20. Ben-David, Dan & Papell, David H., 1995. "The great wars, the great crash, and steady state growth: Some new evidence about an old stylized fact," Journal of Monetary Economics, Elsevier, vol. 36(3), pages 453-475, December.
    Full references (including those not matched with items on IDEAS)

    Citations

    Citations are extracted by the CitEc Project, subscribe to its RSS feed for this item.
    as


    Cited by:

    1. Garga, Vaishali & Singh, Sanjay R., 2021. "Output hysteresis and optimal monetary policy," Journal of Monetary Economics, Elsevier, vol. 117(C), pages 871-886.
    2. Mikael Juselius & Claudio Borio & Piti Disyatat & Mathias Drehmann, 2017. "Monetary Policy, the Financial Cycle, and Ultra-Low Interest Rates," International Journal of Central Banking, International Journal of Central Banking, vol. 13(3), pages 55-89, September.
    3. Mendieta-Muñoz, Ivan, 2015. "Is potential output growth falling?," MPRA Paper 68278, University Library of Munich, Germany.
    4. Kőrösi, Gábor, 2016. "A lány továbbra is szolgál.. [Modelling and econometrics]," Közgazdasági Szemle (Economic Review - monthly of the Hungarian Academy of Sciences), Közgazdasági Szemle Alapítvány (Economic Review Foundation), vol. 0(6), pages 647-667.
    5. Dovern, Jonas & Zuber, Christopher, 2020. "How economic crises damage potential output – Evidence from the Great Recession," Journal of Macroeconomics, Elsevier, vol. 65(C).
    6. Lise Pichette & Marie-Noëlle Robitaille & Mohanad Salameh & Pierre St-Amant, 2018. "Dismiss the Gap? A Real-Time Assessment of the Usefulness of Canadian Output Gaps in Forecasting Inflation," Staff Working Papers 18-10, Bank of Canada.
    7. Sushant Acharya & Julien Bengui & Keshav Dogra & Shu Lin Wee, 2016. "Escaping Unemployment Traps," Liberty Street Economics 20161116, Federal Reserve Bank of New York.
    8. Tervala, Juha & Watson, Timothy, 2022. "Hysteresis and fiscal stimulus in a recession," Journal of International Money and Finance, Elsevier, vol. 124(C).
    9. Engler, Philipp & Tervala, Juha, 2018. "Hysteresis and fiscal policy," Journal of Economic Dynamics and Control, Elsevier, vol. 93(C), pages 39-53.
    10. Pichette, Lise & Robitaille, Marie-Noëlle & Salameh, Mohanad & St-Amant, Pierre, 2019. "Dismiss the output gaps? To use with caution given their limitations," Economic Modelling, Elsevier, vol. 76(C), pages 199-215.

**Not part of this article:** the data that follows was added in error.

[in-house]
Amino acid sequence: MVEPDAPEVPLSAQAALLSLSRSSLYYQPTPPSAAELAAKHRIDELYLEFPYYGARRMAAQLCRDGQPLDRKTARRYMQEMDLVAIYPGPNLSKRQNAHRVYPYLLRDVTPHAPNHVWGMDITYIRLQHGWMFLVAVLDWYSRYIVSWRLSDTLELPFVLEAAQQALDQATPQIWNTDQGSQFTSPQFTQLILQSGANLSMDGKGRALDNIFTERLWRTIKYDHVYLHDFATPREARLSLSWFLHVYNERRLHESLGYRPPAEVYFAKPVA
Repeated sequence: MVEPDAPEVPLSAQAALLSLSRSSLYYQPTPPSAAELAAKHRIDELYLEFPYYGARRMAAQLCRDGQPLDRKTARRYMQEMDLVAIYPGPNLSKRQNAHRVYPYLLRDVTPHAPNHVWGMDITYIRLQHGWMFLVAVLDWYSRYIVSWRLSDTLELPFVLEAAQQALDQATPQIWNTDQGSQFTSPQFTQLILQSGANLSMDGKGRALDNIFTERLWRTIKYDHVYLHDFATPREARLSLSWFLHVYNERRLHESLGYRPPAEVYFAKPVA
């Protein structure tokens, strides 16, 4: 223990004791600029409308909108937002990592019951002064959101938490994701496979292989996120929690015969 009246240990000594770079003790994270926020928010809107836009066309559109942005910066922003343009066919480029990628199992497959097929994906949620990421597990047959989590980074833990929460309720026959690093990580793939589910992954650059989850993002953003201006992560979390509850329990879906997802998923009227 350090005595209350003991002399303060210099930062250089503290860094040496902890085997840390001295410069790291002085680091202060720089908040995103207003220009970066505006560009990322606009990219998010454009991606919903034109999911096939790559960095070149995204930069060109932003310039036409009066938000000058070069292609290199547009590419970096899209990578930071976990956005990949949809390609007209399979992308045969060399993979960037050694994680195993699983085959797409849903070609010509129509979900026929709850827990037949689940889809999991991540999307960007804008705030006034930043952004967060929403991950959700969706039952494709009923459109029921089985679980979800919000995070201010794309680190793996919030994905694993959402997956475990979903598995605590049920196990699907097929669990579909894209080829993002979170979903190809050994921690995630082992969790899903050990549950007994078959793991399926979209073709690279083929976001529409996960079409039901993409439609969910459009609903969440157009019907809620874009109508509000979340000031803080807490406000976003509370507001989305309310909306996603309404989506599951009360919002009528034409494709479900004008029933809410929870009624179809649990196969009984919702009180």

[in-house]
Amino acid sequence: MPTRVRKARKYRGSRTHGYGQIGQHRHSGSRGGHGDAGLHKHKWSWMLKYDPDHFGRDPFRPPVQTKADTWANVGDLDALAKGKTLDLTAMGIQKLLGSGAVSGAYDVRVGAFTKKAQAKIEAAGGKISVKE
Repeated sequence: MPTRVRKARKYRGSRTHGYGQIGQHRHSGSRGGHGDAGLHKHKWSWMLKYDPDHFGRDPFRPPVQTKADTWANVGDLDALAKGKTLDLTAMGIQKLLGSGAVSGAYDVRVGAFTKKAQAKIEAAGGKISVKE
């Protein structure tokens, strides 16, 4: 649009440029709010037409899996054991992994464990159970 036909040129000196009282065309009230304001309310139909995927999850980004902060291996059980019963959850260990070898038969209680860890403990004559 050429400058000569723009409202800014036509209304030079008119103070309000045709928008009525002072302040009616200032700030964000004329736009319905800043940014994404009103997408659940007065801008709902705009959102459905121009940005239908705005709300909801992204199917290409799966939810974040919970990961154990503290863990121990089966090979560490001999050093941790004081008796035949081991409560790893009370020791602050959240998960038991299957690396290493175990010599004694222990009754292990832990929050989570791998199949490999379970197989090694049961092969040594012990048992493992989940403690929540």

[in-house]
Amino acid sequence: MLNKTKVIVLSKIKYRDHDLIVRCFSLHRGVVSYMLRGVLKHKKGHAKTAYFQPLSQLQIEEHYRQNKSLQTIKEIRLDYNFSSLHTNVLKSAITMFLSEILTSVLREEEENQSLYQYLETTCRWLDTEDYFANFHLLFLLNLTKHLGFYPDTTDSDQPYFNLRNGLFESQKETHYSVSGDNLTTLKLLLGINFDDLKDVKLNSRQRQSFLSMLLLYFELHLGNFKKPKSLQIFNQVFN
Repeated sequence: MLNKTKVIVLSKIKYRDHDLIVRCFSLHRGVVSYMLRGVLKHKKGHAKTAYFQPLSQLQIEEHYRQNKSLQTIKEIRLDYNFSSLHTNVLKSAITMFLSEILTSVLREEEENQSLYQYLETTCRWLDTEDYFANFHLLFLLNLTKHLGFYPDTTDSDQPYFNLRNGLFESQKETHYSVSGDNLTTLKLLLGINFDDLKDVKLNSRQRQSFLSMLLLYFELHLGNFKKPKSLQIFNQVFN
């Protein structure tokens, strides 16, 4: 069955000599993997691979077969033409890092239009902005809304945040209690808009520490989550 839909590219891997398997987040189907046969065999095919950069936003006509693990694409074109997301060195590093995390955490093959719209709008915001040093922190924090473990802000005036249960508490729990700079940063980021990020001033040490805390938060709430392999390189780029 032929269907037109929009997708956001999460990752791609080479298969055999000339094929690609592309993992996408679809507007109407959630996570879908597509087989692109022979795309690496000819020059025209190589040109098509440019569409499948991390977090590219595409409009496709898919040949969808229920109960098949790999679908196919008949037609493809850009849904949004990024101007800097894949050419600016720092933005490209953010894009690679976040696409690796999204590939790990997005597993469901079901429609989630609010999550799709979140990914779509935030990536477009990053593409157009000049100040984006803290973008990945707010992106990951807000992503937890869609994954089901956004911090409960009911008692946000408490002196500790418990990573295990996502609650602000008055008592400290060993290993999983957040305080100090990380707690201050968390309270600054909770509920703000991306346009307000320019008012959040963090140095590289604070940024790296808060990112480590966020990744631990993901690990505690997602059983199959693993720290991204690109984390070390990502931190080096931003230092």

11. François Gourio & Anil K. Kashyap & Jae W. Sim, 2018. "The Trade offs in Leaning Against the Wind," IMF Economic Review, Palgrave Macmillan;International Monetary Fund, vol. 66(1), pages 70-115, March.
    12. Paternesi Meloni, Walter & Romaniello, Davide & Stirati, Antonella, 2022. "Inflation and the NAIRU: assessing the role of long-term unemployment as a cause of hysteresis," Economic Modelling, Elsevier, vol. 113(C).
    13. Félix Jiménez, 2018. "Capacidad productiva, cambio técnico y productividad: Estimaciones alternativas del producto de largo plazo," Documentos de Trabajo / Working Papers 2018-454, Departamento de Economía - Pontificia Universidad Católica del Perú.
    14. Sébastien Charles & Thomas Dallery & Jonathan Marie, 2018. "Some Thoughts and Proposals Concerning the Concept of Output Gap [Réflexions et suggestions autour du concept d’output gap]," Post-Print hal-02335667, HAL.
    15. Gerald Friedman, 2017. "A Future for Growth?," Review of Radical Political Economics, Union for Radical Political Economics, vol. 49(4), pages 652-662, December.
    16. Claudio Borio & Piti Disyatat & Phurichai Rungcharoenkitkul, 2018. "What Anchors for the Natural Rate of Interest?," PIER Discussion Papers 98, Puey Ungphakorn Institute for Economic Research.

    Most related items

    These are the items that most often cite the same works as this one and are cited by the same works as this one.
    1. Juan Carlos Castro Fernández & Juan Carlos Castro Fernández, 2022. "Big Recessions and Slow Recoveries," Documentos de Trabajo UEC 020128, Universidad Externado de Colombia.
    2. Abdoulaye Millogo, 2020. "Hysteresis Effects and Macroeconomics Gains from Unconventional Monetary Policies Stabilization," Cahiers de recherche 20-12, Departement d'Economique de l'École de gestion à l'Université de Sherbrooke.
    3. Jonas Dovern & Christopher Zuber, 2020. "Recessions and Potential Output: Disentangling Measurement Errors, Supply Shocks, and Hysteresis Effects," Scandinavian Journal of Economics, Wiley Blackwell, vol. 122(4), pages 1431-1466, October.
    4. repec:hit:hitjcm:v:56:y:2015:i:1:p:117-134 is not listed on IDEAS
    5. Òscar Jordà & Moritz Schularick & Alan M. Taylor, 2013. "When Credit Bites Back," Journal of Money, Credit and Banking, Blackwell Publishing, vol. 45(s2), pages 3-28, December.
    6. Murray, Christian J. & Nelson, Charles R., 2000. "The uncertain trend in U.S. GDP," Journal of Monetary Economics, Elsevier, vol. 46(1), pages 79-95, August.
    7. Òscar Jordà & Moritz Schularick & Alan M. Taylor, 2011. "When credit bites back: leverage, business cycles, and crises," Working Paper Series 2011-27, Federal Reserve Bank of San Francisco.
    8. Antolin-Diaz, Juan & Drechsel, Thomas & Petrella, Ivan, 2014. "Following the Trend: Tracking GDP when Long-Run Growth is Uncertain," CEPR Discussion Papers 10272, C.E.P.R. Discussion Papers.